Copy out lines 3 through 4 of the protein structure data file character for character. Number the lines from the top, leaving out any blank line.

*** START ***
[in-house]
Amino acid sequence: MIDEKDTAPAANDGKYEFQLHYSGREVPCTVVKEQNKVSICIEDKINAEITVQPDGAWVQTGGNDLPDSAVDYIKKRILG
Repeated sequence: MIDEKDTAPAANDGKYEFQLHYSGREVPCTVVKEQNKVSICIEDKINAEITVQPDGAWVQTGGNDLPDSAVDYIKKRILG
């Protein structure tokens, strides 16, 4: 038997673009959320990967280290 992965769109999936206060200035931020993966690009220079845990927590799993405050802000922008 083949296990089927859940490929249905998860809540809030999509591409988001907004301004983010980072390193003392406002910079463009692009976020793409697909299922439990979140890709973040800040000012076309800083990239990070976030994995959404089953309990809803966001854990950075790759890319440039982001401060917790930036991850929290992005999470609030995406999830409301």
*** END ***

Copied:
Repeated sequence: MIDEKDTAPAANDGKYEFQLHYSGREVPCTVVKEQNKVSICIEDKINAEITVQPDGAWVQTGGNDLPDSAVDYIKKRILG
């Protein structure tokens, strides 16, 4: 038997673009959320990967280290 992965769109999936206060200035931020993966690009220079845990927590799993405050802000922008 083949296990089927859940490929249905998860809540809030999509591409988001907004301004983010980072390193003392406002910079463009692009976020793409697909299922439990979140890709973040800040000012076309800083990239990070976030994995959404089953309990809803966001854990950075790759890319440039982001401060917790930036991850929290992005999470609030995406999830409301």